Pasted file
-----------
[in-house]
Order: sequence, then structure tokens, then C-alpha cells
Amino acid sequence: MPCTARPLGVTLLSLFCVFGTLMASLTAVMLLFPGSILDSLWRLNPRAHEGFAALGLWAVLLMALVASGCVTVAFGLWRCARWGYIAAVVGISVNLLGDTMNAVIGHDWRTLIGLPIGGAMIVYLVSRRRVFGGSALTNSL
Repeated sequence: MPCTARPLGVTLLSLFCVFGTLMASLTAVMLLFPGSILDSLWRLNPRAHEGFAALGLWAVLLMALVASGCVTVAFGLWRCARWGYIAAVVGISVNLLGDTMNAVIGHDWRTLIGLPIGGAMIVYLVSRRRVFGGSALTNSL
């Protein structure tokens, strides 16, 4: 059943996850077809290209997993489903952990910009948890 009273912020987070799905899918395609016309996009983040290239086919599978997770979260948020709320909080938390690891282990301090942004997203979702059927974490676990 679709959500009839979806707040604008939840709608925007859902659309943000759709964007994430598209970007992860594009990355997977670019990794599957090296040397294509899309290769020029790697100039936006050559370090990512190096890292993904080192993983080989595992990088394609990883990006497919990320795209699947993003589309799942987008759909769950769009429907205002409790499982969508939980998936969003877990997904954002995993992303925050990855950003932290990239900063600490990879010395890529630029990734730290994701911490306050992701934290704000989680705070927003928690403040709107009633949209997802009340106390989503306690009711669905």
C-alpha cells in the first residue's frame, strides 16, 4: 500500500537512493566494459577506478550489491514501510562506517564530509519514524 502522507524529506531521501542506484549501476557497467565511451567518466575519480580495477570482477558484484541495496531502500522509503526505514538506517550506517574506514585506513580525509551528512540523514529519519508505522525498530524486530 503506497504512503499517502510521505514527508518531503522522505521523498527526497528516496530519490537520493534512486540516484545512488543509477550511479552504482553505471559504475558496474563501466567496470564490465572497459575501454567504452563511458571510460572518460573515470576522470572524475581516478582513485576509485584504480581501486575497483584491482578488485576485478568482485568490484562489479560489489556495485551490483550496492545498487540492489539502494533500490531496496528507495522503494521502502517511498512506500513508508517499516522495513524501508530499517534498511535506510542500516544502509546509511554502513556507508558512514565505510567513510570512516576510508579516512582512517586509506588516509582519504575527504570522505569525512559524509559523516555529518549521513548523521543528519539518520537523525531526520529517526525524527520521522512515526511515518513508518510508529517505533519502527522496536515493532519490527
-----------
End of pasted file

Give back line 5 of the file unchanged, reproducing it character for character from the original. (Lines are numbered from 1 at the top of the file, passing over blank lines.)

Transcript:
């Protein structure tokens, strides 16, 4: 059943996850077809290209997993489903952990910009948890 009273912020987070799905899918395609016309996009983040290239086919599978997770979260948020709320909080938390690891282990301090942004997203979702059927974490676990 679709959500009839979806707040604008939840709608925007859902659309943000759709964007994430598209970007992860594009990355997977670019990794599957090296040397294509899309290769020029790697100039936006050559370090990512190096890292993904080192993983080989595992990088394609990883990006497919990320795209699947993003589309799942987008759909769950769009429907205002409790499982969508939980998936969003877990997904954002995993992303925050990855950003932290990239900063600490990879010395890529630029990734730290994701911490306050992701934290704000989680705070927003928690403040709107009633949209997802009340106390989503306690009711669905």